FINANCIAL NEWS HIGHLIGHTS OF THE WEEK
- It was a relatively light week on economic data. The merchandise trade deficit narrowed in November, suggesting some upside risk to real GDP growth in the fourth quarter. Still, activity in the manufacturing sector continues to come in on the weak side, with the ISM index falling again in December to its lowest level since 2009.
- The phase one trade deal between China and the U.S. looks to be signed later this month. Details are still scant and time lines around commitments uncertain.
- News that a U.S. airstrike in Iraq had killed a top Iranian military leader caused oil prices to spike, global stock markets to sell off and bonds to rally on Friday.
A Risk-Filled Start to the Year
The first week of the year was relatively light on economic data, but not short on geopolitical developments. Financial markets started the New Year in an optimistic mood, boosted by news that the People’s Bank of China had cut its reserve ratio by 50 basis points. This move injects additional liquidity into China’s banking system in the hopes of supporting growth while also alleviating any potential funding stress for its banks heading into the Lunar New Year holiday.
Alas, this optimism did not last long. Markets were roiled on Friday by news that a U.S. airstrike in Iraq had killed Qassim Suleimani, a top Iranian military leader. Fears of retaliation and further escalation caused oil prices to spike, global stock markets to sell off and bonds to rally, with the 10-year yield falling seven basis points to 1.81% as of writing.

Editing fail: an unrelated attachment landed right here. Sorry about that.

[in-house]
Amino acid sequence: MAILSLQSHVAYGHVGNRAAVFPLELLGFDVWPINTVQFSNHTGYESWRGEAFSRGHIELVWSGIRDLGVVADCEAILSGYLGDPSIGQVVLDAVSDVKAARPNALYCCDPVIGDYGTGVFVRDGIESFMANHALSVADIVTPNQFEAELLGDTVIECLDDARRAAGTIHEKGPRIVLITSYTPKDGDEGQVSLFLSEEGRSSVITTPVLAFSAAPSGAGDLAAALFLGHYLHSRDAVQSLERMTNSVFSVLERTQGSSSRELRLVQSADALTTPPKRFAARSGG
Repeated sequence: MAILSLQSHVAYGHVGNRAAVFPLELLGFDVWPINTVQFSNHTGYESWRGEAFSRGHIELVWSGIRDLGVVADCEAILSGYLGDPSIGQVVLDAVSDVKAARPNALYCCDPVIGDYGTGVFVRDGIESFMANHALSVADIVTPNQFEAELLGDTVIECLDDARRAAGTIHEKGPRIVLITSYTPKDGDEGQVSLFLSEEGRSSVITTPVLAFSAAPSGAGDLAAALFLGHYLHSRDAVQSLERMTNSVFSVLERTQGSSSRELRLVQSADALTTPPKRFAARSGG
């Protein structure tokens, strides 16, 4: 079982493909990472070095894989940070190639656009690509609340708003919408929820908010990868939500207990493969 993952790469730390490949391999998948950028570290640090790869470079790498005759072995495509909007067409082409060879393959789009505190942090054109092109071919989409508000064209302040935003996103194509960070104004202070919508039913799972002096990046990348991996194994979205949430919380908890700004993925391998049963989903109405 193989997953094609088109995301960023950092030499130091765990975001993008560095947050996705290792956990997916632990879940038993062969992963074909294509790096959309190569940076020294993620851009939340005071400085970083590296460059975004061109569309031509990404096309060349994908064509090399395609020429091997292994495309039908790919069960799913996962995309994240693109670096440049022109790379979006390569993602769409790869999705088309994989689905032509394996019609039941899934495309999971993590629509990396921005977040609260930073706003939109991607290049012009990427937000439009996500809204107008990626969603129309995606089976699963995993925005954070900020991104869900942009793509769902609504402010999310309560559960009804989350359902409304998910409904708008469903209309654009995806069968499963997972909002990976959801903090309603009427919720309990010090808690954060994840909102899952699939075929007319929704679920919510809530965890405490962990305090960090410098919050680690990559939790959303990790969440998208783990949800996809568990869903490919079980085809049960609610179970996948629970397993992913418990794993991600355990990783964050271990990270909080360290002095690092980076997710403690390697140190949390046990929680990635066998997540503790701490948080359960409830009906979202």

Outside of the torrid developments in the Middle East, the U.S. and China appear to be moving forward on signing ‘phase one’ of their trade deal. Earlier in the week, President Trump announced that he would sign the deal on January 15th. Details of the final deal are expected in the next several days. Early indications are that the text of the deal could remain vague on the exact amount and timing of China’s commitments to purchase additional agricultural and other U.S. goods for fears that specific details could distort markets.
News on the trade deal came as preliminary data on the merchandise trade deficit showed a narrowing in November of last year, reflecting a rise in exports and a sharp decline in imports. The fall in imports came alongside data showing a smaller build in inventories in the fourth quarter. Still, the net impact was enough to raise tracking estimates for fourth quarter real GDP growth north of 2.0% (annualized).
Elsewhere on the economic front, global manufacturing activity continued to struggle through the end of last year. In the U.S., the ISM manufacturing index fell to 47.2 in December from 48.1 in November. The decline was contrary to the median economist forecast for an increase in the index. The ISM index has now been in contractionary territory for five consecutive months and at its lowest point since the recession in 2009. Manufacturing sectors remain weak the world over. The Markit PMI index in Germany edged lower in December as well. While still above its trough, it remains in contractionary territory where it has been through all of 2019.
The data flow will pick up next week with the release of the ISM non-manufacturing index and December employment data. So far, the troubles in the manufacturing sector have remained contained therein while broader services expansion has remained unharmed and, importantly, has provided enough support to the job market to support ongoing consumer spending. We will be watching for any developments on this front in the jobs data next week, as well as the impact of new (and old) geopolitical flare ups.
James Marple, Senior Economist | 416-982-2557
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